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Photo: KG Pressfoto

Marju Orho-Melander

Professor

Photo: KG Pressfoto

Osteomodulin Gene Expression Is Associated with Plaque Calcification, Stability, and Fewer Cardiovascular Events in the CPIP Cohort

Author

  • Isabel Gonçalves
  • Loureen Oduor
  • Frank Matthes
  • Narjess Rakem
  • Jakob Meryn
  • Nikolaos Taxiarchis Skenteris
  • Anders Aspberg
  • Marju Orho-Melander
  • Jan Nilsson
  • Ljubica Matic
  • Andreas Edsfeldt
  • Jiangming Sun
  • Eva Bengtsson

Summary, in English

Background: Stable atherosclerotic plaques are characterized by thick fibrous caps of smooth muscle cells, collagen, and macrocalcifications. Identifying factors of plaque stability is necessary to design drugs to prevent plaque rupture and symptoms. Osteomodulin, originally identified in bones, is expressed by bone synthesizing osteoblasts and involved in mineralization. In the present study, we analyzed osteomodulin expression in human carotid plaques, its link with plaque phenotype, calcification, and future cardiovascular events. Methods: Osteomodulin gene expression (OMD; n=82) was determined by RNA sequencing and osteomodulin protein levels by immunohistochemistry (n=45) in carotid plaques obtained by endarterectomy from patients with or without cerebrovascular symptoms from the CPIP (Carotid Plaque Imaging Project) cohort, Skåne University Hospital, Sweden. Plaque components were assessed by immunohistochemistry, RNA sequencing, and multiplex analysis. Patients were followed for cardiovascular events or cardiovascular death during a median of 57 or 70 months, respectively, using national registers. Results: OMD levels were increased in plaques from asymptomatic patients compared to symptomatics. High OMD levels were associated with fewer cardiovascular events during follow-up. OMD correlated positively with smooth muscle α-actin (ACTA2; r=0.73, P=10-13) and collagen (COL1A2; r=0.4, P=0.0002), but inversely with CD68 gene expression (r=-0.67, P=10-11), lipids (r=-0.37, P=0.001), intraplaque hemorrhage (r=-0.32, P=0.010), inflammatory cytokine, and matrix metalloproteinase plaque contents. OMD was positively associated with MSX2 (Msh Homeobox 2) (r=0.32, P=0.003), a marker of preosteoblast differentiation, BMP4 (bone morphogenetic protein) (r=0.50, P=0.000002) and BMP6 (r=0.47, P=0.000007), plaque calcification (r=0.35, P=0.016), and was strongly upregulated in osteogenically stimulated smooth muscle cells, which was further increased upon BMP stimulation. Osteomodulin protein was present in calcified regions. Osteomodulin protein levels were associated with plaque calcification (r=0.41, P=0.006) and increased in macrocalcified plaques. Conclusions: These data show that osteomodulin mRNA and protein levels are associated with plaque calcification in human atherosclerosis. Furthermore, osteomodulin mRNA, but not protein levels, is associated with plaque stability.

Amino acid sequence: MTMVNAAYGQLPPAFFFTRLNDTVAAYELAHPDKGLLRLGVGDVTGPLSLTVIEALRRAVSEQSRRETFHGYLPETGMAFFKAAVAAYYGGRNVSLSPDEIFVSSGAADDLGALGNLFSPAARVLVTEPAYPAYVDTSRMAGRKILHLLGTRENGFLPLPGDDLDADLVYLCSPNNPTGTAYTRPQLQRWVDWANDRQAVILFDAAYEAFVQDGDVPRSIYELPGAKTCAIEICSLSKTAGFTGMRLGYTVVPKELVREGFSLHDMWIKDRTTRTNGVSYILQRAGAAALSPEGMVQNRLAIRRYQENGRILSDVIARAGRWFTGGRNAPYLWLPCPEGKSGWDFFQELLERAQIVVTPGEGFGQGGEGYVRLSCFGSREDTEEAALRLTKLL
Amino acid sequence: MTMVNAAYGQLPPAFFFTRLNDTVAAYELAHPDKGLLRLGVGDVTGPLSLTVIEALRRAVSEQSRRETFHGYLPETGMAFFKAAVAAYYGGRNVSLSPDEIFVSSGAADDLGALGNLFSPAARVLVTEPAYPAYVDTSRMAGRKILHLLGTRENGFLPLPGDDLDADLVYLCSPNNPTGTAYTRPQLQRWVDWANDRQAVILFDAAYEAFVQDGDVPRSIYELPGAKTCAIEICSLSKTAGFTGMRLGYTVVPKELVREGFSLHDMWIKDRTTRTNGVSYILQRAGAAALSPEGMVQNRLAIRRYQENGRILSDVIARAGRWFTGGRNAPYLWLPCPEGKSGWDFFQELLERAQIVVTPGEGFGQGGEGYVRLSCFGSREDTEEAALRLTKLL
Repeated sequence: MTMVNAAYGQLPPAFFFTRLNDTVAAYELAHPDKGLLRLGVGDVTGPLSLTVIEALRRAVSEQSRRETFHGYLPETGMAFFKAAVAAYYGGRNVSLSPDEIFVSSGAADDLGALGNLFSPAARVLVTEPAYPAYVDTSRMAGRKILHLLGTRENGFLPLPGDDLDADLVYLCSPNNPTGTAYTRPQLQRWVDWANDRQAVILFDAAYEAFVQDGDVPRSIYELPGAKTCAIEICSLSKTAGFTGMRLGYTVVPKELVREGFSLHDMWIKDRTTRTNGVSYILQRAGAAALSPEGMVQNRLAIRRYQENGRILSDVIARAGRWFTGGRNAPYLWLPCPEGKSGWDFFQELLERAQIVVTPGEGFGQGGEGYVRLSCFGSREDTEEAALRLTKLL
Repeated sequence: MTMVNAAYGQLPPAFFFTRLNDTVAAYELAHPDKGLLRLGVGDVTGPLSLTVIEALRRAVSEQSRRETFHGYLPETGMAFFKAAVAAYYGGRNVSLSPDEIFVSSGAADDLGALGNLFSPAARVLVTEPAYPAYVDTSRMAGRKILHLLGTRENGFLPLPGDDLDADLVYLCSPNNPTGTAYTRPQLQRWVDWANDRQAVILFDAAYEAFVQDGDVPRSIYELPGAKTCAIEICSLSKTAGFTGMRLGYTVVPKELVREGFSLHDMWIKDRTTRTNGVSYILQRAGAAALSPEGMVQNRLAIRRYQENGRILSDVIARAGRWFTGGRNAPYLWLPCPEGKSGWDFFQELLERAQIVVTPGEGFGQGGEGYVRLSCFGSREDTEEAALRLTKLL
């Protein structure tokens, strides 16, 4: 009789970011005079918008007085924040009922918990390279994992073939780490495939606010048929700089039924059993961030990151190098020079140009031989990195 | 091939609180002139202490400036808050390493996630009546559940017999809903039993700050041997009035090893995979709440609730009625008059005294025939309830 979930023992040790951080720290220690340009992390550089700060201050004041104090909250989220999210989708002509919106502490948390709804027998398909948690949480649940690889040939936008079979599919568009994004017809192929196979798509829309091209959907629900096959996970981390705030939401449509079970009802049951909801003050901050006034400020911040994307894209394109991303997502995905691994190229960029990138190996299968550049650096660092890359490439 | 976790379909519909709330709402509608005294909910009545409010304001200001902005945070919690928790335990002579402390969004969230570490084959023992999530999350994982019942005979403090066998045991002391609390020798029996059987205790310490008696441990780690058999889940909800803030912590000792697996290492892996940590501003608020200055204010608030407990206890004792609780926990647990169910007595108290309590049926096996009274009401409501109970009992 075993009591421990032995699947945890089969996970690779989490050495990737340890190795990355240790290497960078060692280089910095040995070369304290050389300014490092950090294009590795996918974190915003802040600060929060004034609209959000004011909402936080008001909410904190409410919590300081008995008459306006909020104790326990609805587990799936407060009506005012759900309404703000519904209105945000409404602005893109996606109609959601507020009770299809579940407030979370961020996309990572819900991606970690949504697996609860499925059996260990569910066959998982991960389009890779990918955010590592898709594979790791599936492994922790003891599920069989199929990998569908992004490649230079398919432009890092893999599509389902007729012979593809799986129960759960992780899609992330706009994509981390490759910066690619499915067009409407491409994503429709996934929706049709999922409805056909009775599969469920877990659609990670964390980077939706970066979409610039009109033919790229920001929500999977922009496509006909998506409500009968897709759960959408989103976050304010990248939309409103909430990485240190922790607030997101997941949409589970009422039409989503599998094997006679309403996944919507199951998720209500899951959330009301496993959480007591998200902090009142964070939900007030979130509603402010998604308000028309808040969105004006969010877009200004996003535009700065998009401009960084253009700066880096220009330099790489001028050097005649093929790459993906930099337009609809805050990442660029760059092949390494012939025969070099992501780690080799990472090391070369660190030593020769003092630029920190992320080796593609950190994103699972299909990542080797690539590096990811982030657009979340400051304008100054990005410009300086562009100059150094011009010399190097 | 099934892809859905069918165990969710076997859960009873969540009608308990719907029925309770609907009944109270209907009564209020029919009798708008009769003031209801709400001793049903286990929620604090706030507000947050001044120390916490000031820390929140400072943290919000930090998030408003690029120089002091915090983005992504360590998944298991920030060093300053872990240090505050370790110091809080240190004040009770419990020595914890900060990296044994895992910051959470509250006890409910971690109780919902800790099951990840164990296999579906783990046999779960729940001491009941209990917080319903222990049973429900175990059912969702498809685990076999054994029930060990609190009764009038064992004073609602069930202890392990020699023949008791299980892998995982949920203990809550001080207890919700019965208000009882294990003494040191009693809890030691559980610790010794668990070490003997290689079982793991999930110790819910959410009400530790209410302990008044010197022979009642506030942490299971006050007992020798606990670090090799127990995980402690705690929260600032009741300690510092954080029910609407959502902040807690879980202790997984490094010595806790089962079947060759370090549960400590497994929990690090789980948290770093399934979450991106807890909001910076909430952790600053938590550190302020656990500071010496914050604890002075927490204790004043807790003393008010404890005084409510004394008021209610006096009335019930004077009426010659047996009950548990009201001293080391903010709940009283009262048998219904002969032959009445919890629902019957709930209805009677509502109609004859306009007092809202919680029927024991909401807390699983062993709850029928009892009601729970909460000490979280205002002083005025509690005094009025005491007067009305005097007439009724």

Department/s

  • EpiHealth: Epidemiology for Health
  • Cardiovascular Research - Translational Studies
  • EXODIAB: Excellence of Diabetes Research in Sweden
  • Cardiovascular Research - Immunity and Atherosclerosis
  • Cardiovascular Research - Matrix and Inflammation in Atherosclerosis
  • Vascular Biology
  • Molecular Skeletal Biology
  • Rheumatology
  • Diabetes - Cardiovascular Disease
  • WCMM-Wallenberg Centre for Molecular Medicine
  • Diabetes - Molecular Metabolism

Publishing year

2022-03-01

Language

English

Pages

79-84

Publication/Series

Stroke

Volume

53

Issue

3

Document type

Journal article

Publisher

American Heart Association

Topic

  • Cardiac and Cardiovascular Systems

Keywords

  • atherosclerosis
  • gene expression
  • immunohistochemistry
  • osteomodulin
  • plaques, atherosclerotic

Status

Published

Research group

  • Cardiovascular Research - Translational Studies
  • Cardiovascular Research - Immunity and Atherosclerosis
  • Cardiovascular Research - Matrix and Inflammation in Atherosclerosis
  • Vascular Biology
  • Molecular Skeletal Biology
  • Diabetes - Cardiovascular Disease
  • Diabetes - Molecular Metabolism

ISBN/ISSN/Other

  • ISSN: 0039-2499